Man who allegedly taught bomb making in Utah arrested in terrorism case
Steven Senne, Associated Press
SALT LAKE CITY — Federal authorities say they diffused a potential terrorist threat with the arrest of an Uzbekistan national who they say belongs to an Islamic terrorist group.
Fazliddin Kurbanov, 30, now faces federal charges in Utah and Idaho for allegedly training others how to make bombs and preparing to carry out a violent offense with a weapon of mass destruction.
The FBI arrested Kurbanov in a Boise apartment complex Thursday morning as part of federal terrorism investigation in the two states. Agents also searched a residence in Boise, but FBI spokeswoman Debbie Bertram would not say if it belonged to Kurbanov.
Kurbanov, who was in the U.S. legally at the time of his arrest, is scheduled to appear in federal court Friday in Idaho.
Federal agents closely monitored Kurbanov’s activities for some time and stopped any potential threat, said U.S. Attorney for Utah David Barlow.
Authorities would not say whether a terrorist attack was imminent. They also declined to comment on what initiated the investigation or how long they were conducting it.
"The bottom line is he's been arrested, he's in custody and that risk has been contained," Barlow said.
A one-count indictment filed in Salt Lake City alleges that from about Jan. 14 to Jan. 24, Kurbanov taught and demonstrated how to make explosive devices and distributed information relating to the manufacture and use of a weapon of mass destruction.
In Utah, Kurbanov showed Internet videos, led shopping trips, provided written recipes and gave instructions on where to obtain components to build and use improvised explosive devices, according to the indictment.
Bertram would not comment on where Kurbanov lived or stayed in Utah or how much time he spent in the state.
The three-count Idaho indictment alleges that between August 2012 and May 2013, Kurbanov provided resources to the Islamic Movement of Uzbekistan, which the U.S. government designates as a foreign terrorist organization. Those resources include Kurbanov himself, computer software and money, according to the indictment.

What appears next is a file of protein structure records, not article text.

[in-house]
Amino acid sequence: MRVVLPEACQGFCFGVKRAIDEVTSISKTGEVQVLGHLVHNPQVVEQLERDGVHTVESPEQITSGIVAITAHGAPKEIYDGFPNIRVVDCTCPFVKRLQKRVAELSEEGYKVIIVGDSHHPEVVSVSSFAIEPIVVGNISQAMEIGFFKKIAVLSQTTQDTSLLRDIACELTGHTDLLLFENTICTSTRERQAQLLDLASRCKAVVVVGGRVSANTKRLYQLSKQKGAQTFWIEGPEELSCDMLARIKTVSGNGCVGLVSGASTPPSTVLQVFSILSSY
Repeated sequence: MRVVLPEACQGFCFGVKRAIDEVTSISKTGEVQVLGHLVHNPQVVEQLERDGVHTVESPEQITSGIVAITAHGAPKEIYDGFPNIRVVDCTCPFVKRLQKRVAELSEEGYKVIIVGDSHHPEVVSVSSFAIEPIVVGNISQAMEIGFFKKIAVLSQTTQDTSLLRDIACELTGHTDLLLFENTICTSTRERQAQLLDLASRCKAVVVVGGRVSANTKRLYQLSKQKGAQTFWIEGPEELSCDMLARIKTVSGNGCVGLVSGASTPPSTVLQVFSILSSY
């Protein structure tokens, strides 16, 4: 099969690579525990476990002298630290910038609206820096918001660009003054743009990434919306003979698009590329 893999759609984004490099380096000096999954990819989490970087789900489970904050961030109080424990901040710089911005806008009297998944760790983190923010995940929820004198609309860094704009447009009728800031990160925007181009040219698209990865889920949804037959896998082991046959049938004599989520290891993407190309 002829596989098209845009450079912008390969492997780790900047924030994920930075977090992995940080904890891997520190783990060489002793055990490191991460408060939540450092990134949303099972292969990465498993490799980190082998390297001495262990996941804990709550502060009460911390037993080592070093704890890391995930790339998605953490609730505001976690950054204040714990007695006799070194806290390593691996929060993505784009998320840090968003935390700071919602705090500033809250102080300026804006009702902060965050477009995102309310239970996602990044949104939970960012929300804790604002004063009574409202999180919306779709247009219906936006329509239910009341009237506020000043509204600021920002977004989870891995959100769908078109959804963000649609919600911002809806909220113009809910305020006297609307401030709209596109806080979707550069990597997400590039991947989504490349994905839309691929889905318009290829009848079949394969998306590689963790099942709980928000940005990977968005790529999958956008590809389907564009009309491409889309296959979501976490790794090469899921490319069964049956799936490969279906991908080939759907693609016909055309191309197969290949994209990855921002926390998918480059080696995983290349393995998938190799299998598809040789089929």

On Nov. 15, 2012, Kurbanov possessed parts that he could readily assemble into a bomb, including a hollow hand grenade, hobby fuse, aluminum powder, potassium nitrate and sulfur, according to the indictment.
Authorities would not comment on what his intentions were at that time.
Last month, a combined Afghan and coalition security force arrested an IMU leader in the Burkah district of Afghanistan’s Baghlan province, according to the Defense Department.
The leader allegedly led a cell of insurgent fighters in multiple attacks against Afghan and coalition forces, officials said. He also is accused of training insurgent fighters and serves a vital role in intelligence and improvised explosive device operations, they said.
In January, a court in France convicted nine people for links to the militant group that the U.N. Security Council has described as an al-Qaida affiliate.
They were convicted in connection with collecting funds for the IMU. Defense lawyers said the money was for humanitarian uses such as paying for sheep for slaughter under Muslim ritual, according to the Associated Press.
Barlow said the arrest serves as a reminder that crime related to alleged terrorist activity can happen anywhere.
“One of our highest priorities is disrupting potential acts of terrorism. The coordinated investigation, arrest and indictments in this case demonstrate the commitment of all involved to do just that," he said.
The FBI’s Salt Lake City Division, which covers Idaho and Utah, and the Joint Terrorism Task Forces in the two states, which includes a number of federal, state, and local law enforcement agencies, participated in the investigation.
"The indictments and arrest are the result of months of exhaustive investigation on the part of agents, analysts and officers who worked indefatigably to achieve that end,” Mary Rook, special agent in charge of the FBI in Salt Lake City.
Kurbanov will be tried in federal court first in Idaho and then in Utah, Barlow said.
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